Lar Lubovitch Dance Company
North Star, Little Rhapsodies, Crisis Variations, The Legend of Ten
Pittsburgh, Byham Theater
28 April 2012
Celebrated choreographer Lar Lubovitch is versatile if anything. He has created works for dance companies across the globe as well as for Broadway, film and even ice-skating, but it is his works for his namesake company over the past forty-plus years that have punctuated Lubovitch’s signature style as a choreographer, a style whose free-flowing, cascading and highly musical movement qualities appear as effortless to dance as beautiful.
A sampling of Lubovitch’s signature style was on display at Pittsburgh’s Byham Theater as the Lar Lubovitch Dance Company presented four of the master’s works beginning with 1978’s North Star, set to composer Philip Glass’ music of the same name.
The group work began with eight dancers holding hands and moving in a wave. As a single unit, with dancer Clifton Brown acting as a pivot point, the group formed brief huddles and clusters as they snaked around the stage. The choreography, like the minimalist music it was danced to, cycled and repeated in undulating peaks and troughs giving one the impression of a community of individuals, along with an overt sense of the clever use of bodies in space.
A quartet of three men and one woman followed in which the dancers pitched and swayed as they rifled through quick circular motions while kicking up their legs. The dancers’ swirling patterns of movement made it appear as if we were seeing them through a kaleidoscope.
North Star’s shining moments came in two solos. The first featured a tense Elisa Clark ripping through abrupt, definitive and super-fast movements that one would expect to see if she were dancing in strobe light; the fact that she wasn’t made her manic performance all the more mesmerizing and brilliant. The second solo danced by Brown was reminiscent of the male solo from Paul Taylor’s Aureole. Brown’s dancing was smooth, masculine and a delight to watch.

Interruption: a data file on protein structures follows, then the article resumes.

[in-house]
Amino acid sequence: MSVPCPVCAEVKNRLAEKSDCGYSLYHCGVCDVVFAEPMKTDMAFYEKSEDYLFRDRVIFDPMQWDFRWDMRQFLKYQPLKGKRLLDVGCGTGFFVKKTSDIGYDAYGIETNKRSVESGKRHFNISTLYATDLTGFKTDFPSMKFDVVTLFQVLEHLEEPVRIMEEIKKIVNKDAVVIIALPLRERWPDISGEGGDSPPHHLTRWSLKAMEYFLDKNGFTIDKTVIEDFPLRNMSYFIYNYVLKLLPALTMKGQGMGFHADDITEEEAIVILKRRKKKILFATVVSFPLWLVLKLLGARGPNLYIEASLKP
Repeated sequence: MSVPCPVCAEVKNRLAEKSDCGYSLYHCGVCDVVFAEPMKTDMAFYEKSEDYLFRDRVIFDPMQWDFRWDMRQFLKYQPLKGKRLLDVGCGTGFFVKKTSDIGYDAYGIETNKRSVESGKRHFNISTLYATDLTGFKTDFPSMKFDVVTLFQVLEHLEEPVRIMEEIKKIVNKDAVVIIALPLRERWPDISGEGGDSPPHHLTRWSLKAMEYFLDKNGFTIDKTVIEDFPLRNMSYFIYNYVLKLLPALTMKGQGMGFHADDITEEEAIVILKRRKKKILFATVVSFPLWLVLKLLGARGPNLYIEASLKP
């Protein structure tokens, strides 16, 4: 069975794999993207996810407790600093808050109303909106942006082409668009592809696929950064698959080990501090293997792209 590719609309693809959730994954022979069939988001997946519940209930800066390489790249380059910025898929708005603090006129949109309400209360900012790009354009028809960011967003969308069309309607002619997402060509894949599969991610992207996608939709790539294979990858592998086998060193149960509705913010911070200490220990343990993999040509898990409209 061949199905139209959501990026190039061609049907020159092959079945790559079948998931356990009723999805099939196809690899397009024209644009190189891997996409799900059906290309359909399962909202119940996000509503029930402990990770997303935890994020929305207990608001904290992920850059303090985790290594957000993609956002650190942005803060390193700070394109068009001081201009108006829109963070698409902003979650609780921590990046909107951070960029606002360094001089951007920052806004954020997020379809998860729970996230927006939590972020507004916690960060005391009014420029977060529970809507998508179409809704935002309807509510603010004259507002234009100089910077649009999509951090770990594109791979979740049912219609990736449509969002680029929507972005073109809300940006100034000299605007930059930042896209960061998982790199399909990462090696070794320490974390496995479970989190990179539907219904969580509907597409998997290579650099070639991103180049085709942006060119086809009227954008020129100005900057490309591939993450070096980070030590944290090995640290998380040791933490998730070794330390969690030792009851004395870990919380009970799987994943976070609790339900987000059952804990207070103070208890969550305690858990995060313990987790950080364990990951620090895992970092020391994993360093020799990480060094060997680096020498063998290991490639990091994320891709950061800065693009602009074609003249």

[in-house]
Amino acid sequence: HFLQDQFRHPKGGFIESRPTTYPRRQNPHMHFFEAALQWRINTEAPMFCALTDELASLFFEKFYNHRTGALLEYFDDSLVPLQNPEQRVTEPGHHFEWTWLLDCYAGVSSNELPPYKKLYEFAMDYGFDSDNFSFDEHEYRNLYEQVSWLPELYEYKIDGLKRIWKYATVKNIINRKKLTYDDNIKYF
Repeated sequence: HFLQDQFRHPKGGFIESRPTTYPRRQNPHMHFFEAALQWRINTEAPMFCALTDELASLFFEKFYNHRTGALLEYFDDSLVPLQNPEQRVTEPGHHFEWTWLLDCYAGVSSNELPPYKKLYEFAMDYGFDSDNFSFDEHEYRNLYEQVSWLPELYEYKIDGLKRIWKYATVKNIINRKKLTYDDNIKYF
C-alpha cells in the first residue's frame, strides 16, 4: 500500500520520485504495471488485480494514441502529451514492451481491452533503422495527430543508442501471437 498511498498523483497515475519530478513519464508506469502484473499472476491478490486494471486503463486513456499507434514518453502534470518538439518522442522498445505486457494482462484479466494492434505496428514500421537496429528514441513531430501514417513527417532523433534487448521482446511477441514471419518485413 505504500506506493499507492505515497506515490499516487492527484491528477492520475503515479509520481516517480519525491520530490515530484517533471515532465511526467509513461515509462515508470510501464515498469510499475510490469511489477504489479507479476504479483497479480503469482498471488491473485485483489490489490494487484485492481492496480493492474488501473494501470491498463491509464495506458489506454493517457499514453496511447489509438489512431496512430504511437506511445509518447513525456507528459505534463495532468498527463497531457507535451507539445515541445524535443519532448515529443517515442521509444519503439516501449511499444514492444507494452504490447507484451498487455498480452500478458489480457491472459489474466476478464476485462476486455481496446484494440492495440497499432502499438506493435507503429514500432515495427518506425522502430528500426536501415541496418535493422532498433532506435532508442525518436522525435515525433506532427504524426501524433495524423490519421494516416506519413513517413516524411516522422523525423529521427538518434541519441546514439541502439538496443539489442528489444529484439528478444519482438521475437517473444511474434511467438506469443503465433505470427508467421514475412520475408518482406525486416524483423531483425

Next the male trio Little Rhapsodies (2007) set to composer Robert Schumann’s “Symphonic Etudes” mixed folk dance steps with ballet and jazz to create a virtuosic, buoyant and carefree dance work. Dancers Attila Joey Csiki, Jonathan E. Alsberry and Reed Luplau bounded about the stage in jumps with beating legs, executed multiple pirouettes and rivoltades (a step where the dancer places one leg in the air and then give the impression of jumping over it with the other leg) showing off their skills as dancers. The trio took turns dancing diverse solos full of attitude and energy. Most impressive was the emotive performance of Csiki in several graceful solos that dripped with heartfelt expression.
The program’s most unique work turned out to be Lubovitch’s latest creation 2011’s Crisis Variations. Set to an original score by Russian-American composer Yevgeniy Sharlat, the piece – which Lubovitch says was inspired by an image he had of people tumbling and spinning out of control as the van they were riding in toppled over a cliff – was a marked departure from the free-flowing movement that dominated much of the program’s other works. It began with seven dancers lying in broken poses on the stage floor. The dancers shifted from one frozen pose of a crumpled body to another in between blackouts, giving the impression of a slide show of photographs of this unfortunate event. The work’s opening appeared to show the final outcome of the crisis these characters experienced, then flashed backward in stages to its genesis.
Sharlat’s sharp and somewhat abrasive music added to the palpable tension in the work. Unfortunately, Lubovitch beat to death those images of distress and anguish over and over. In slow motion dancers repeatedly slumped to the floor, faces grimaced and bodies writhed creating another type of crisis – audience disinterest.
The work was not without a modicum of beauty, though. Amidst its controlled chaos dancers Katarzyna Skarpetowska and Brian McGinnis performed a loving pas de deux (of sorts) as the work’s five other dancers lay prostrate on the floor around them. The pair clung together and flopped and dropped like puppets whose strings kept going slack. Crisis Variations concluded with McGinnis slumped over Skarpetowska and the rest of the dancers lying limp in a pile only to have Skarpetowska pulled from underneath in a surprising and ingenious ending.
The final work on the program was its best. The Legend of Ten (2010), set to music by Johannes Brahms, epitomized the Lubovitch style and is easily one of the choreographer’s finest.
A tide of beauty, joy and grace washed over the stage as nine dancers melted, swayed and were swept along with each other. When the tenth dancer, Clark, arrived onstage she was looked upon admiringly by the others as some kind of hero and the group continued its ebb and flow of gorgeous modern-dance movement while keeping an eye on her. Standouts Clark and partner Brown were memorable in a duet in which Clark sat in Brown’s lap as they tenderly shifted across the stage floor.
Lubovitch’s lush choreography for Legend of Ten melded with Brahms’ music as if they had been forged together and the company’s dancers were breathtaking.